Lean Project Management

From apppm
Jump to: navigation, search

Developed by Laura Ramos Sancho

Many companies fully or partially live in a project world, although most of them do not act as project-driven companies. Competition in industry increasingly makes more important the desire of optimizing what leads to provide our customers better service or product, within the time and cost agreed, and to the extent expected by them. Lean Project Management (LPM) seeks precisely that goal.

The purpose of this article is to explain how the Lean principles can be applied to make project management more efficient. Lean Project Management guide organizations toward a model of high productivity management at all stages of a project. The procedure used to analyze this issue throughout the article is the following. First, the background is provided since LPM arises as an application of the Lean manufacturing philosophy to Project Management. Also the general current situation of projects is pointed out in order to clarify that there is a necessary room of improvement. Second, the objectives and principles of LPM are defined. By recommending tools and techniques in all stages of a project process it is shown how to manage projects in a Lean way. The idea of the article is not to explain a specific LPM tool, but to provide a general framework of how to manage a project based on this philosophy. Special emphasis has been made in the controlling and monitoring step as it affects the rest of the project process and it is the most crucial step from a Lean perspective. For this reason more attention is given to the idea of continuous improvement and kaizen. Finally, a final discussion summarizes pros and cons of LPM. A collection of books and papers will support these ideas throughout the article.




Kiichiro Toyoda, Taiichi Ohno, and others at Toyota are the developers of the Toyota Production System (TPS) in the 1930s. This system shifted the focus of the manufacturing systems from individual machines and their utilization, to the flow of the product through the total process. Lean manufacturing is a management philosophy derived mostly from the TPS and Lean principles are derived from the Japanese manufacturing industry. The philosophy has identified as “lean” only in the 1990s and the term was used first by John Krafcit who described the thought process of lean in the book “The Machine That Changed the World”, co-authored by James P. Womack, Daniel T. Jones, and Daniel Roos. Lean implementation is focused on getting the right things to the right place at the right time in the right quality to achieve perfect work flow, while minimizing waste and being flexible.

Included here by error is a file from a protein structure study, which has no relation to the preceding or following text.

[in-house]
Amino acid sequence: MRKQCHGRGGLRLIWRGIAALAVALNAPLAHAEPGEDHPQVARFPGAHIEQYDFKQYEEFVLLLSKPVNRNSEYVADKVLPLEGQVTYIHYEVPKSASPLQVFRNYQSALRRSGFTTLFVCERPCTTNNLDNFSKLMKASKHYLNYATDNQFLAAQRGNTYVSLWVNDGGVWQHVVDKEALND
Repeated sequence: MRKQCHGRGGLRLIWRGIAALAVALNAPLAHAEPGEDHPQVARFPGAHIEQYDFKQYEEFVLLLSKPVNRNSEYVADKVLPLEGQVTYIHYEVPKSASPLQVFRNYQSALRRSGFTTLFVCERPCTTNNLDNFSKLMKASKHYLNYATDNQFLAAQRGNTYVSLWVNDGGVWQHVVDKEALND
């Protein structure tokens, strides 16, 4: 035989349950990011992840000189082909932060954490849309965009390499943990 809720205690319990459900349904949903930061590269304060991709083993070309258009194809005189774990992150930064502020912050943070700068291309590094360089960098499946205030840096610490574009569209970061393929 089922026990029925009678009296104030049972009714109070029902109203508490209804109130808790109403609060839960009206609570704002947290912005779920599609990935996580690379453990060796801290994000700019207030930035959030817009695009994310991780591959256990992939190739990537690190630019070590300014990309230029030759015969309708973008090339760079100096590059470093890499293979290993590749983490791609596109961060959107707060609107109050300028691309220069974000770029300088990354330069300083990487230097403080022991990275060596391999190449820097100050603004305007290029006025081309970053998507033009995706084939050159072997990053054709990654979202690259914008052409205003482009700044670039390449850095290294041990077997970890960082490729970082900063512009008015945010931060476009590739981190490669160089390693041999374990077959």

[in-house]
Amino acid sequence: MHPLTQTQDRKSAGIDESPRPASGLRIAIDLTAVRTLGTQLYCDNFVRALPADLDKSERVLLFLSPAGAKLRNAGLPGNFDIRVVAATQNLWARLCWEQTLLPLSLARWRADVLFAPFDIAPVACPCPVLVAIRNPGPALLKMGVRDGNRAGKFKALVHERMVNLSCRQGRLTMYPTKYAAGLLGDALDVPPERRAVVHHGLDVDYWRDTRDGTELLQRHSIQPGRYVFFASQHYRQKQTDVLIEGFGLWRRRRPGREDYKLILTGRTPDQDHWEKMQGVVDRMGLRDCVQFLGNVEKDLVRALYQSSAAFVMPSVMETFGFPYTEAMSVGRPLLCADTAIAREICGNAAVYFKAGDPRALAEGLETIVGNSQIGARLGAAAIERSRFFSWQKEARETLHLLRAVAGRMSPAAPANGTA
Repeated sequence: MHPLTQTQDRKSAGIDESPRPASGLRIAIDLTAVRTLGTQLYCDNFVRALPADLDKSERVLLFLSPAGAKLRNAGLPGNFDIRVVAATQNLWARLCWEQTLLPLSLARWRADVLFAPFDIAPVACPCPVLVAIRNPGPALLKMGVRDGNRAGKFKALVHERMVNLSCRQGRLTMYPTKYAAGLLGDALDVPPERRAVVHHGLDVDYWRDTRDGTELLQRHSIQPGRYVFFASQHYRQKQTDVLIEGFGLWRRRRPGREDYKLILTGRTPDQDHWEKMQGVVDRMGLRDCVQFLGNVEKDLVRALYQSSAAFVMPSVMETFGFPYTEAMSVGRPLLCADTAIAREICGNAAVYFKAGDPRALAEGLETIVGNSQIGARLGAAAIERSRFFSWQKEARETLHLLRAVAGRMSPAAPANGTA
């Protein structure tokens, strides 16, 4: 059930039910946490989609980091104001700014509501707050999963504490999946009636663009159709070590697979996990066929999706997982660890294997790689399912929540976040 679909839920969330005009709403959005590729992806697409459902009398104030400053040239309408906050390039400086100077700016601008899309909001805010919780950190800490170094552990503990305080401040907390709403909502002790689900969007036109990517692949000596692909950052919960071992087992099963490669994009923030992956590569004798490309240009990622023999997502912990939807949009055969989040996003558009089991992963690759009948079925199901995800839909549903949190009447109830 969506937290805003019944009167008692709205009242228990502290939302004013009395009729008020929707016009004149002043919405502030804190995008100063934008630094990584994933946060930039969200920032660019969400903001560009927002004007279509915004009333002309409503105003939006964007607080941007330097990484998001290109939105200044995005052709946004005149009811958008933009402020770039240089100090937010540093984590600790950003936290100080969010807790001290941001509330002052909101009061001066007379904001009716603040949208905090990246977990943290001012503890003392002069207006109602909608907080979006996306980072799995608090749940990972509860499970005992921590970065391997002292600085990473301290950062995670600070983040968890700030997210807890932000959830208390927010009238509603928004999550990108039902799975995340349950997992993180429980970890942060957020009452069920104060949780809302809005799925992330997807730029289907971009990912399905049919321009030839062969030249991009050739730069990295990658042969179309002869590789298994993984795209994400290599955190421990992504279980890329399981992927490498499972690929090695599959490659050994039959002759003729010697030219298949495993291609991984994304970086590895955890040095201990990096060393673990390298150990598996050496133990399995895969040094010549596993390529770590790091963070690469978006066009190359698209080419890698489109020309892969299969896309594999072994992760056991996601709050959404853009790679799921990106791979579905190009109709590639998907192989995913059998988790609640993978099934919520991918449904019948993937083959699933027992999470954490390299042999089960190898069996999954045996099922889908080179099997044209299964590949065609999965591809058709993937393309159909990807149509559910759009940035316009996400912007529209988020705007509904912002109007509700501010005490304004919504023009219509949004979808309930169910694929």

Current status

Toyota has been the leading lean exemplar in the world and stands as the strongest proof of the power of lean enterprise. This continued success has over the past two decades created an enormous demand for greater knowledge about this management philosophy. Nowadays, there are hundreds of books and articles about lean thinking and there is an increasingly trend to spread the lean principles beyond manufacturing to other sectors (construction, services, logistics, healthcare…). Also lean thinking is beginning to take root among project managers and LPM is the application of Lean manufacturing to Project Management to improve quality and increase efficiency in projects. Firms are operating in fast-changing and highly competitive markets in which the quick adjustment to dynamic environments is essential, project managers increasingly work to improve quality, flexibility and customer response time using principles of Lean thinking [1].

According to several studies from the Project Management Institute (PMI) and others that look into the success/failure rates of projects, only 40% of projects met schedule, budget and quality goals. The rest were aborted or completed unsuccessfully. This means that more than one out to three projects fails. Also, it seems to be evident that the longer the project and the team size, the harder is the failure. The studies reveal that the main causes for projects failing are breakdown in communications, a lack of planning and poor quality control. As a consequence, the root cause for project failure can usually be tracked back to a lack of proper Project Management. Therefore there is a room of improvement in project processes and this is the goal of LPM philosophy.

Principles of LPM

Figure 1: The 5 principles of LPM

Lean Project Management uses the five main principles from Lean manufacturing into a Project Management context to focus on delivering more value with less waste and reduced time in a project context. They represent essential conditions to achieve both market acceptance and operational excellence [2].

  • Principle 1: Specify the value of each project desired by the customer.
  • Principle 2: Identify the value stream for each project.